1. Depends on the bands and modes you’re interested in. $30.00 Chinese HTs are popular for short range VHF/UHF communications, usually through a repeater. Higher power dual band UHF/VHF mobile radios are available new for around $300 or so, used for significantly less. 2m-only radios are significantly cheaper. These can be used as home base stations with an appropriate antenna and power supply. HF radios are usually a bit more expensive, but something like an Icom 718 is available new for around $600, or used for less.

      Don’t forget to allocate some money for an antenna system, especially for HF. You can build your own, but you’ll at least need materials. A great radio hooked up to a lousy antenna becomes a lousy radio.

    2. Had alot of luck with the Chinese Baofeng UV-5R that is my daily throw around. can be had under 40 dollars, lots of upgrade parts, and good capabilities.

      its no Yaesu, or ICOM of course, but for a first radio on a budget, not too bad at all.

      My onle quibble is the god awful procedure for setting it up for a repeater offset. sent me spinning for the better part of a whole weekend.

    3. Used entry level HF rigs sell for around $400.

      I’ve built an Softrock Ensemble RXTX which will cover 3 HF bands for $89. Its only 1W but that is enough to make contacts around the world on digital modes like JT9. I’ve found a $20 50W amplifier kit on aliexpress. I’m currently working on building an attenuator, LPF and T/R relays to get it on the air.

    4. You can get a 100W HF transceiver brand-new like a Yaesu FT-857D for AU$1200. Throw in a tuner, and build a simple wire antenna and you’ll be on the air safely under that $2000 price range. Or you can go second-hand and get things even cheaper.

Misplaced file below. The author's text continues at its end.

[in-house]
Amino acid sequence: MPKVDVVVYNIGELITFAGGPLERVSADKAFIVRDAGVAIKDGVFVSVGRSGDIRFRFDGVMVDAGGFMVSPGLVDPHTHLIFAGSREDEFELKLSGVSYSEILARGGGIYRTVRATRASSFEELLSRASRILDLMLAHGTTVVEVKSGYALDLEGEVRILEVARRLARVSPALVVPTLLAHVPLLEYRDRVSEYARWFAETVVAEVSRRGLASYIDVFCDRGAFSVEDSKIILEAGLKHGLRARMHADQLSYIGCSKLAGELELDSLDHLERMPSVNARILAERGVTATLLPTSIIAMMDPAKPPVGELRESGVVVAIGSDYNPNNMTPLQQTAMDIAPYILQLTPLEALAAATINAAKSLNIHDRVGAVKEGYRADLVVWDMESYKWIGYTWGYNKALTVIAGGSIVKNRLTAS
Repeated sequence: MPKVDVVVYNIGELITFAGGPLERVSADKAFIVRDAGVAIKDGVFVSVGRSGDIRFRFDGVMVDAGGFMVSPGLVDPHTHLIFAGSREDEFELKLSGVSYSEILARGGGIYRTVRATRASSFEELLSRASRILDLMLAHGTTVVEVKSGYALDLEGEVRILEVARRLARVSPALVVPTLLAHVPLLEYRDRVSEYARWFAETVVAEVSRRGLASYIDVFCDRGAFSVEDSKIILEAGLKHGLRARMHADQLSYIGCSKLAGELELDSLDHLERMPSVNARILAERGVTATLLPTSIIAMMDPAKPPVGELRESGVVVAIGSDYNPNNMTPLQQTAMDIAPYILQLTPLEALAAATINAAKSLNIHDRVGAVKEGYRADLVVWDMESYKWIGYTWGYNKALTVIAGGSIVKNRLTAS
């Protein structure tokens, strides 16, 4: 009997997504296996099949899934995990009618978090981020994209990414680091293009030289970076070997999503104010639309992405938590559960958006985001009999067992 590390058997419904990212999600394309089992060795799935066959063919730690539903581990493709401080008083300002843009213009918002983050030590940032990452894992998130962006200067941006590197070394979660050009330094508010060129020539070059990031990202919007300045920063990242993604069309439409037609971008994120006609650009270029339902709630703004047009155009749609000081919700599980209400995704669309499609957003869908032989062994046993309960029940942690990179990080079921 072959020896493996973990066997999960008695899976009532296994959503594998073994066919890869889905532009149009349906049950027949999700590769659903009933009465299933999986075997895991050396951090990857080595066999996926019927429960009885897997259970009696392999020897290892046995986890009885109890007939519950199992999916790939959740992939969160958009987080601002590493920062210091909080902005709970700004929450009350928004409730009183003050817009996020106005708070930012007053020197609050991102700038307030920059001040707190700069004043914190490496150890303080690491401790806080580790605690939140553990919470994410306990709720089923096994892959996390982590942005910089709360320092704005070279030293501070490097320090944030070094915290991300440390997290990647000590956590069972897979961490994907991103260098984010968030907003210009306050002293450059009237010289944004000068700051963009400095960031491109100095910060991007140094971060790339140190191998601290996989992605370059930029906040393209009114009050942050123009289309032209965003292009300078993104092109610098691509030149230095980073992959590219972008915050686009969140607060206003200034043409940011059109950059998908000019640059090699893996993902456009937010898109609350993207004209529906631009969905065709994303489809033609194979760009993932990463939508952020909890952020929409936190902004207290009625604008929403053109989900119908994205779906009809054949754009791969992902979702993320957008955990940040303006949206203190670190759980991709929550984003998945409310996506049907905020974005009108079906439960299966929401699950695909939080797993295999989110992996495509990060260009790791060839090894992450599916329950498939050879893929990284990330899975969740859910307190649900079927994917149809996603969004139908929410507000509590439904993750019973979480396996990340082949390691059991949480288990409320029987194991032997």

As for physical space, you don’t necesarily need a big space to run a radio station:

      How well does it work? Well, this speaks for itself:

      Albany is a long way from Brisbane. It’s easier for me to make contact into NZ. I’ve also had contacts into Colorado:


      One amateur in the local area here, after seeing my set-up, got the welder out and made up an antenna mount on his electric wheelchair, and now operates portable from his wheelchair in the park with the same model radio transceiver, an automatic tuner and a commercial HF mobile whip.

      So give it a go. I’d suggest having a look and seeing if there’s a radio club in your local area. Usually they’ll be quite willing to assist. Disability is not a barrier: I’ve spoken to people with numerous physical disabilities on the air, and usually where they’re not able to do something for themselves, they know others on the band that will pitch in and help.

    5. AFAIK there are tons of schematics and guides for making any kind of radio you might imagine. You can make simple receiver for less than 10 dollars. And for 8 you can get an RTL-SDR dongle from China. Just start doing anything. First step is the hardest. I know, because I’m near-sighted, with one eye missing (and can’t save even equivalent of 200$, let alone 2000). Still I manage to build some electronics, even though parts smaller than 1208 are a bit beyond my sight.

      1. No, the hard part is getting to the local ham fests to meet up with people. Since I surrendered my drivers license, it’s not a simple process to go out to the swap meets and meet-and-greets. Also makes it a beast when I’d like to get to a hackerspace and solder my own radio together.

        To all other replies, thanks for the info. Doubt I want RX only (SDR dongle), where’s the fun in that?